Drug Criteria & Outcomes: Levobupivacaine (Chirocaine) Formulary Evaluation
By Elizabeth Butler, PharmD Written as a PharmD candidate at McWhorter School of Pharmacy, Samford University, Birmingham, AL
Bupivacaine — various manufacturers
Levobupicaine (Chirocaine) — Purdue Pharma L.P.
Mechanism of action
Local anesthetic agents such as levobupivacaine and bupivacaine are amide anesthetics, and they exert their action by affecting voltage-sensitive ion channels on excitable membranes. They potentiate this action by blocking impulse transmission through sodium channels, which occurs in sensory and motor nerves involved in perception and coordination. Hindrance of nerve impulse transmission in these nerves produces decreased muscle control and local anesthesia. Because sodium channels are so abundant in the body, these agents also exert some effects on the central nervous system and on smooth muscle and cardiac muscle. It is this action that contributes to the side effects seen with these agents.
Levobupivacaine is indicated for the production of local or regional anesthesia for surgery and obstetrics, and for postoperative pain management. In surgical anesthesia, levobupivacaine can be used in an epidural, as a peripheral neural blockade, and for local infiltration. In pain management, levobupivacaine can be used for continuous epidural infusion, intermittent epidural neural blockade, continuous or intermittent peripheral neural blockade, or local infiltration. For continuous epidural analgesia, levobupivacaine can be used in combination with epidural fentanyl or clonidine. Dosage of levobupivacaine should begin with a small test dose and be followed by small increments to produce effective analgesia with the smallest dose possible.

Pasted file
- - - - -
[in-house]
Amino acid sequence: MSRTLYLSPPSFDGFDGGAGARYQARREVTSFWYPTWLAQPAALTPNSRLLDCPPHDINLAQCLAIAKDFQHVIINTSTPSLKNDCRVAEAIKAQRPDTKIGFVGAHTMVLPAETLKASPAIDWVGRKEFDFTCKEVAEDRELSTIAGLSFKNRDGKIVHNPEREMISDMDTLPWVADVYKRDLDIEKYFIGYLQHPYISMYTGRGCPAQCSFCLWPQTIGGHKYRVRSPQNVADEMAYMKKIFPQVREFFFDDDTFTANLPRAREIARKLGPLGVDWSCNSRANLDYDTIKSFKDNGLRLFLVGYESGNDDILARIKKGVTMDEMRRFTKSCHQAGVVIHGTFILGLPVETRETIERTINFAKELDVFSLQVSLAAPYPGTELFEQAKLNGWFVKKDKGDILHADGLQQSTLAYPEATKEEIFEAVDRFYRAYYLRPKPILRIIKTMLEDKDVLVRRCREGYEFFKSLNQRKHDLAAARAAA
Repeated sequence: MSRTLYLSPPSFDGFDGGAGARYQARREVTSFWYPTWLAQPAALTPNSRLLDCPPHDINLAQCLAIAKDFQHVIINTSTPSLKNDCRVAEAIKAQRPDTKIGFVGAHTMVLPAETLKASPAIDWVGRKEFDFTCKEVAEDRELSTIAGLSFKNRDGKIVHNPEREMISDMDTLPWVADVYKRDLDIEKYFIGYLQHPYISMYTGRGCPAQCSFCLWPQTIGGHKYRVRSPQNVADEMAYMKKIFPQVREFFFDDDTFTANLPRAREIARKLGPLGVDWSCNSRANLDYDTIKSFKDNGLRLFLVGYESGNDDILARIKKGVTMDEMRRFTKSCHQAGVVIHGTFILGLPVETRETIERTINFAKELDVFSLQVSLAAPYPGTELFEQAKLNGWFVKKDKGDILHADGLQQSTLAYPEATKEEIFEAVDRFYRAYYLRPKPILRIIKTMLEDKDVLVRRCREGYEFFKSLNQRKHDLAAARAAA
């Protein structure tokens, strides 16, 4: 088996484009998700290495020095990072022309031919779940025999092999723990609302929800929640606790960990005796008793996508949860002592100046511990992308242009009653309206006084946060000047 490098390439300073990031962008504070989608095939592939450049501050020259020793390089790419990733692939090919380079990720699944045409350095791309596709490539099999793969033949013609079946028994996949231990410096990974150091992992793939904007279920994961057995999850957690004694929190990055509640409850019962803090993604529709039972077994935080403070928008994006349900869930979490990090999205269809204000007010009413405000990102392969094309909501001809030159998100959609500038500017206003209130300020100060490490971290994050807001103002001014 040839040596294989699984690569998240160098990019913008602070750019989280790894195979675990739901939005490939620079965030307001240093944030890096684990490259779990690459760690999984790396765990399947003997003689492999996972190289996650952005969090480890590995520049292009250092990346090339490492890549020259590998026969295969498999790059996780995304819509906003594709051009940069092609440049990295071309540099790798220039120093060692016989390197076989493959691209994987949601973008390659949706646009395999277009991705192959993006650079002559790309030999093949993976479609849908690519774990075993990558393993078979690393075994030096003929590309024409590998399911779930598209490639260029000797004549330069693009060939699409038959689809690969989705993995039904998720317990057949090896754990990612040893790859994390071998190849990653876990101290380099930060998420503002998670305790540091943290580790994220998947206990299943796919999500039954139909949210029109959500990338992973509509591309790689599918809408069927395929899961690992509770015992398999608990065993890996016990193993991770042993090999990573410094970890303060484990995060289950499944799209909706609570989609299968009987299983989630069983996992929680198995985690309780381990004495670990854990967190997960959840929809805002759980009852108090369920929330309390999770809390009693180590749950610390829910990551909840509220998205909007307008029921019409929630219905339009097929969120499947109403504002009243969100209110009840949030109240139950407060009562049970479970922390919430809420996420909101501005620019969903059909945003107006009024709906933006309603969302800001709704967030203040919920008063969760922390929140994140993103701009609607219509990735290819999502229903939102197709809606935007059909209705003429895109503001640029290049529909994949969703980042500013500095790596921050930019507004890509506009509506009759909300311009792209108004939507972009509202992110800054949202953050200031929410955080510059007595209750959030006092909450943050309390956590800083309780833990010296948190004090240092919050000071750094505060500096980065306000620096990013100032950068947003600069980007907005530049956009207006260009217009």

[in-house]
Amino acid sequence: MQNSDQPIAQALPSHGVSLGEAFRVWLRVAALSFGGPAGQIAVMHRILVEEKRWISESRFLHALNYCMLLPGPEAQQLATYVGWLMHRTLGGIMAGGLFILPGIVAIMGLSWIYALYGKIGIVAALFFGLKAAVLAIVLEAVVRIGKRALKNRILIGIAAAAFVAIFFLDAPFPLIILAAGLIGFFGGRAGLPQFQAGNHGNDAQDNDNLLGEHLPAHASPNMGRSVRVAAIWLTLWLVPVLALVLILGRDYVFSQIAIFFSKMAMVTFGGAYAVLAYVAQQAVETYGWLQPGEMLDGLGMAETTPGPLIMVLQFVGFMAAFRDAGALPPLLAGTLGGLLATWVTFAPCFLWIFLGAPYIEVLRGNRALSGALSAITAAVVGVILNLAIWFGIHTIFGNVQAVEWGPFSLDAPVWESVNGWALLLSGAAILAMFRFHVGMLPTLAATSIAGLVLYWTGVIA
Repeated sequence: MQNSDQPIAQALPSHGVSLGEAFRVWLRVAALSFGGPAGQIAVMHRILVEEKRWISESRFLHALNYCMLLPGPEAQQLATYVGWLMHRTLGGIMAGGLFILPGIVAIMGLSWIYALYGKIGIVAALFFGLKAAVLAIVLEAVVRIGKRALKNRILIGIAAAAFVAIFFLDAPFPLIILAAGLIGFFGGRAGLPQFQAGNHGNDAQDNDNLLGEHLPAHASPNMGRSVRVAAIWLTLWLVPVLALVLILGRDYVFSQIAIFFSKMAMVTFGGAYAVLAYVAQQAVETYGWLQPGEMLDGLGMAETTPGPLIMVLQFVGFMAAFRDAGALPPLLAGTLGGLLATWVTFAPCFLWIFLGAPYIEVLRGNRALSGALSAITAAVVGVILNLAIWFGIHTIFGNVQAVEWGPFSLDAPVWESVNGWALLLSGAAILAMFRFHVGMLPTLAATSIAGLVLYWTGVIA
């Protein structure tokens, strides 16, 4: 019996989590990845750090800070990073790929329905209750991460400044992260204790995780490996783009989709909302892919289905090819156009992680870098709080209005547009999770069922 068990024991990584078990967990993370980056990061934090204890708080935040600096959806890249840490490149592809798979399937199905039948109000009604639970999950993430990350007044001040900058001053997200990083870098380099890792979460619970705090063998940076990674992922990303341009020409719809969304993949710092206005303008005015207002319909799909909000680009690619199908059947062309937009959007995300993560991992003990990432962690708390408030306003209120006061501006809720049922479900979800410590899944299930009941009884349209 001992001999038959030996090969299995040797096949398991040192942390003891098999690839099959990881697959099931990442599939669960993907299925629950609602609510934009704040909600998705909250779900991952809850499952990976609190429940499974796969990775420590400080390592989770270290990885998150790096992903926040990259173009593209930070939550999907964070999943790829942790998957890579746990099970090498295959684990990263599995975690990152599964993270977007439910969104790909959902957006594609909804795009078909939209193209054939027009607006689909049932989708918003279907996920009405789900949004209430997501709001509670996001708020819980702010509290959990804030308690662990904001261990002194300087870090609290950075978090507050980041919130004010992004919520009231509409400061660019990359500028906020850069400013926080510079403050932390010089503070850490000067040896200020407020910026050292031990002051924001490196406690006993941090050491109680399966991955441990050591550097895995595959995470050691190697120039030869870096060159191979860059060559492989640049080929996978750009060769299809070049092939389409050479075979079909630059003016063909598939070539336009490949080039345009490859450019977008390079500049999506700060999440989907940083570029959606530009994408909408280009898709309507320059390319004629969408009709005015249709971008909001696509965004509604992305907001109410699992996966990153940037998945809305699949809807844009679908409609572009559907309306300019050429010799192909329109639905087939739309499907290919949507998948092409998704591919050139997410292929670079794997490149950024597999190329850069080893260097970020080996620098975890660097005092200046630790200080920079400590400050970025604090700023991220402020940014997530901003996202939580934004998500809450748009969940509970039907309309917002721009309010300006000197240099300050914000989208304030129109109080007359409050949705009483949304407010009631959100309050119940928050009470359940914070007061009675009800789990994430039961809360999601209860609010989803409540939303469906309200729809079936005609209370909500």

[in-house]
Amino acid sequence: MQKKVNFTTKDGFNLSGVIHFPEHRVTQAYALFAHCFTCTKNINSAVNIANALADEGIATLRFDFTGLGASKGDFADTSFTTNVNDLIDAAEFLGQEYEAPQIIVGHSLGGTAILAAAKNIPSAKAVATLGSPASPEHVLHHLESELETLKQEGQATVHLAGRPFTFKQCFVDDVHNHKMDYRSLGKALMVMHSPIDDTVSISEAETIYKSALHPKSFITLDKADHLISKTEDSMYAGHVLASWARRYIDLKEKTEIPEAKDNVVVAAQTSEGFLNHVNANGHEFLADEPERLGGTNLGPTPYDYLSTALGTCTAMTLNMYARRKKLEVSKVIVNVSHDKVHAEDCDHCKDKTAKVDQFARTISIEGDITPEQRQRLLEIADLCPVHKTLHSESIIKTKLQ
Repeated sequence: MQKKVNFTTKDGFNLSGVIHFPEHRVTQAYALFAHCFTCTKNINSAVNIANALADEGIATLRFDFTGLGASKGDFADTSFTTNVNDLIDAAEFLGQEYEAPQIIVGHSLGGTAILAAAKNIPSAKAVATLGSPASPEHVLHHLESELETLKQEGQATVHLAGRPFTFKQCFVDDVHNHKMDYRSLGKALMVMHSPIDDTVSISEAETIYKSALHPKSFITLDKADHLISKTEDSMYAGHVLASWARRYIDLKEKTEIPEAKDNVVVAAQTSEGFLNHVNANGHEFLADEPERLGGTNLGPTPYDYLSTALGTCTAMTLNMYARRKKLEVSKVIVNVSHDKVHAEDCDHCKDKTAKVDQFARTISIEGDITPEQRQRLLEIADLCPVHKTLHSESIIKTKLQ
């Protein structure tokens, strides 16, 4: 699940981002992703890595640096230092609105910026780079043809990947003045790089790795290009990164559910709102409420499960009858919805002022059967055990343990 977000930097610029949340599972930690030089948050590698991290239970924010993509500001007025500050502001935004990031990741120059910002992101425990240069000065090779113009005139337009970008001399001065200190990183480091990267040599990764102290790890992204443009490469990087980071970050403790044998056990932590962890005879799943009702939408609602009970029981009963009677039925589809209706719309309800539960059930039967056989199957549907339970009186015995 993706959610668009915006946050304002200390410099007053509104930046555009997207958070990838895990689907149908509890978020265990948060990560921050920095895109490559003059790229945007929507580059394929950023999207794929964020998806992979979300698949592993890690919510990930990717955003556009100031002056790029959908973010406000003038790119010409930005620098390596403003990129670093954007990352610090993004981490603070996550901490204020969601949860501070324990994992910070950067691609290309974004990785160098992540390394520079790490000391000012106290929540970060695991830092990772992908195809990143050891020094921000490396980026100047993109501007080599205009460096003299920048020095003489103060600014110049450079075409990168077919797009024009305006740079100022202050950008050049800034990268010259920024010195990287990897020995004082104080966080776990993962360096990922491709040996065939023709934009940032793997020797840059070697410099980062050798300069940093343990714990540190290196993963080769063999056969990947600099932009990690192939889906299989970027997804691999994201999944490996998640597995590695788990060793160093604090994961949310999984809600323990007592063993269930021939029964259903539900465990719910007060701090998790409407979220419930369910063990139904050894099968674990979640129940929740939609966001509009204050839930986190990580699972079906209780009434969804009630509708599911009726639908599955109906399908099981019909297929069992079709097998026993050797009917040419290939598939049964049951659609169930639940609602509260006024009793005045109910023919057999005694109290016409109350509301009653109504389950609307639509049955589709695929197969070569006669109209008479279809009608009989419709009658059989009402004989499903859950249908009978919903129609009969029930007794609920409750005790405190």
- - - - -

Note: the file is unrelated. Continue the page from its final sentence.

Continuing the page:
The pharmacokinetic profiles of levobupivacaine and bupivaine are summarized in Table 1.1
Management of labor pain. A multicenter, randomized, double-blind, parallel group study of 137 patients comparing levobupivacaine 0.25% and bupivacaine 0.25% for epidural analgesia for labor pain found that levobupivacaine produced similar analgesia rates as bupivacaine.2,3 In another randomized, double-blind, parallel group study comparing levobupivacaine 0.125% and bupivacaine 0.125%, levobupivacaine was found to exhibit similar efficacy for labor analgesia as bupivacaine.4 The major limitation of these studies was small sample size; only 80 patients were evaluated in the Kopacz study.4 The recommended dose of levobupivacaine 0.25%, administered as an intermittent epidural bolus, is 10-20 mL (25-50 mg). In both of these studies, no major adverse effects were noted, and incidence of mild-to-moderate adverse events was the same between the two medications.
Epidural anesthesia for surgery. A randomized, double-blind, three-arm parallel group study compared the efficacy of two concentrations of levobupivacaine (0.5% and 0.75%) with bupivacaine 0.5%.5 Levobupivacaine 0.75% produced significantly longer duration of sensory block than did 0.5% levobupivacaine or bupivacaine. Similar efficacy was noted between levobupivacaine 0.5% and bupivacaine 0.5%. The number of patients (n = 57) limited this trial, and the sponsor was the manufacturer of levobupivacaine. Another randomized, double-blind, parallel group study compared levobupivacaine 0.75% to bupivacaine 0.75%. This study found similar efficacy between the two groups.3
Management of postoperative pain. A multicenter, randomized, double-blind, three parallel group study compared three concentrations of levobupivacaine for the treatment of postoperative pain.6 Patients in the levobupivacaine 0.0625% treatment group experienced more postoperative pain than did the patients in the levobupivacaine 0.125% and 0.25% groups. The 0.0625% concentration and the 0.125% concentration are not recommended for use as adjuncts in managing postoperative pain. Another study found levobupivacaine 0.125% to be efficacious as an adjunct when combined with fentanyl or clonidine for the management of postoperative pain.7,8